Again, you can buy them in any electronics store or major drugstore – cheap, not flashy, easily concealed, good for storing digital pictures or e-versions of important documents. Wear it around your neck under your shirt on a cord necklace for easy but secure access to your music. The one I use is similar to this one. Get as much memory as you can find/afford… even your favourite songs get old after you’ve been on the same bus for 18 hours.

And of course – don’t forget your tickets, passport or money!

– Sarah Topps (2011)





CUSO-VSO celebrates 50 years!

10 11 2010

Since 1961, more than 15 000 volunteers have worked overseas for CUSO-VSO, one of the largest international development organizations in North America that works through volunteers. Now 50 years later, they have some major clout in the field.

Suitably impressed, I looked for a way that I could volunteer with them myself, and have just been invited to work at their 50 year celebration event!

The main kickoff event is taking place in Vancouver, Canada at the University of British Columbia on December 4th and 5th. The theme for the event is: “Celebrating the international volunteer – yesterday, today and tomorrow”.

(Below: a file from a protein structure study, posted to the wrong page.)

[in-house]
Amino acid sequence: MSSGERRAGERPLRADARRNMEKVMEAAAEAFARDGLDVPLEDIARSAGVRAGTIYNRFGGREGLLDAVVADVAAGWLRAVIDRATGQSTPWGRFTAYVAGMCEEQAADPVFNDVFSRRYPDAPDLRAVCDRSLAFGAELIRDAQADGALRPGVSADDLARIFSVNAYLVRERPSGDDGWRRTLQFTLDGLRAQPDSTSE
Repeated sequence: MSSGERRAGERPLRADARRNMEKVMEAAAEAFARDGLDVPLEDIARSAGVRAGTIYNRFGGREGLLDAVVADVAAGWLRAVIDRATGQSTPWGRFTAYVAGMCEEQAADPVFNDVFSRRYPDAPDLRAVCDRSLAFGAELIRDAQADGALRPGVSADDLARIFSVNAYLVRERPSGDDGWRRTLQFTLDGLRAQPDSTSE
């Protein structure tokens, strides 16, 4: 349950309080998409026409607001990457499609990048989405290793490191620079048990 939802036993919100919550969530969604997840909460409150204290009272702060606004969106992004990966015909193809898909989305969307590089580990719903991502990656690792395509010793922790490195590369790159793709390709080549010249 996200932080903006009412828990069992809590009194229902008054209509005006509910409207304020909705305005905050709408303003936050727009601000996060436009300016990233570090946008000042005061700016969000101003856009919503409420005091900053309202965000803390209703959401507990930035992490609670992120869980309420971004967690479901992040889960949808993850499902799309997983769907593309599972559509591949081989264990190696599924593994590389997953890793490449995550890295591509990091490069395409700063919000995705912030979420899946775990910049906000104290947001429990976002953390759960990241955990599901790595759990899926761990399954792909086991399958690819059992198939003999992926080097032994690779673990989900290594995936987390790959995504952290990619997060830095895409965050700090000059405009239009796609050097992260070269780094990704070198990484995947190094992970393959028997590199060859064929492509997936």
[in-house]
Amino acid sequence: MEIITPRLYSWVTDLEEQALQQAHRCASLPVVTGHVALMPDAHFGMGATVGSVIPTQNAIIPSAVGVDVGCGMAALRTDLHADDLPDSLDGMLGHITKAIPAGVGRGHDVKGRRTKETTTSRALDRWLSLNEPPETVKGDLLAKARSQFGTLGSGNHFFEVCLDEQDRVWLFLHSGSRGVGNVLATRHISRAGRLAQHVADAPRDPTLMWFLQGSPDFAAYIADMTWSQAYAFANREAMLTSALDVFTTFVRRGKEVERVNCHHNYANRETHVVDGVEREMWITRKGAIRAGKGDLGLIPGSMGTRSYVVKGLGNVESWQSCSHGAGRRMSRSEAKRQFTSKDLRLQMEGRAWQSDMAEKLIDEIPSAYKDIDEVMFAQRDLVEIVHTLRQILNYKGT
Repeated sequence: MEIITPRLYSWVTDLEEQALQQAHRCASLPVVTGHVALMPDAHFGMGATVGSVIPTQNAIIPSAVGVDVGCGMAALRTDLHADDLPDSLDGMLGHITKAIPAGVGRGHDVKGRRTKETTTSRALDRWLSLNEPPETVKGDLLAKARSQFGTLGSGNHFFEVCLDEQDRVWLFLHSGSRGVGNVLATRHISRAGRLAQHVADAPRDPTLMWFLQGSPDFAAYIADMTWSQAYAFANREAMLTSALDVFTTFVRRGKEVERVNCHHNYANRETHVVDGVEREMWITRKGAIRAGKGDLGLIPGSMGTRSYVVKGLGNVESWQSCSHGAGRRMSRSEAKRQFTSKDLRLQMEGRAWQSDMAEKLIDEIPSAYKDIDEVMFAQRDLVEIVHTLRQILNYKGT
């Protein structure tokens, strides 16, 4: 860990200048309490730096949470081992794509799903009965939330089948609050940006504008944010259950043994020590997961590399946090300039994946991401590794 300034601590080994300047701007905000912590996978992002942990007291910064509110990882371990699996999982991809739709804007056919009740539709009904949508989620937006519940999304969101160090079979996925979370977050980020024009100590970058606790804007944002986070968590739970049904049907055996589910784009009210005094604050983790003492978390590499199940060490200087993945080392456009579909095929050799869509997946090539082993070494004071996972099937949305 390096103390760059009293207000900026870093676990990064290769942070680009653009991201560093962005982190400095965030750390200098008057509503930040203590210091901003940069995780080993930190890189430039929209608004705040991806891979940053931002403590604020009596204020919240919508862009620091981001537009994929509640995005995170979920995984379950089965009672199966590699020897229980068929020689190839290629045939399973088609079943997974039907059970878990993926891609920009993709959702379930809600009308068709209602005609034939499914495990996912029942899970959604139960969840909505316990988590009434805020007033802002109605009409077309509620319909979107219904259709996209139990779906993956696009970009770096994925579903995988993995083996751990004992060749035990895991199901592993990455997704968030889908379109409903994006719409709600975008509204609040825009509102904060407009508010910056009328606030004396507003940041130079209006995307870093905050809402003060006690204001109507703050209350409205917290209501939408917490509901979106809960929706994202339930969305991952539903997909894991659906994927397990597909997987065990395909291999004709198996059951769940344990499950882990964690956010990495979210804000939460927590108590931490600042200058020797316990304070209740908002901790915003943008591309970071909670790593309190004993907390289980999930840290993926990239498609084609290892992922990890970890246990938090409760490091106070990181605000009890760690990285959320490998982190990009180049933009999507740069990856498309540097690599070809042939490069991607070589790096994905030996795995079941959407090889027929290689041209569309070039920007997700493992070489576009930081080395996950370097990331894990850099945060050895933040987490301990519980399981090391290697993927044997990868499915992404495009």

Registration is $50, and there are still spots open if anyone is interested. Hope to see you there!

– Sarah Topps





The good ol’ hockey game…

20 03 2010

Written: February 24th 2010

Today I had a revelation: sitting in my chair, reading a fictional novel by the bright sunlight streaming through my window, I realized that electricity had only been in use by humans for about a century. As I was contemplating this, and the sheer technological advancement of the last century, I heard a cheer go up from the 300 people around me. Surprised, I looked up, and saw that the first goal had been scored against Russia in the Olympics. ‘Oh right,’ I think to myself, ‘it’s 4:40pm, the hockey is on.’ Pressing the buttons on my armrest, I change the T.V. in front of me to the big game, and glance out my window through the clouds to admire the glacier-topped mountains thirty-five thousand feet below me. My ears pop as the captain announces the weather in the city where I will be landing shortly, and I try to imagine how mind-blowing this situation might be for someone who was born in the 1880s rather than 1980s.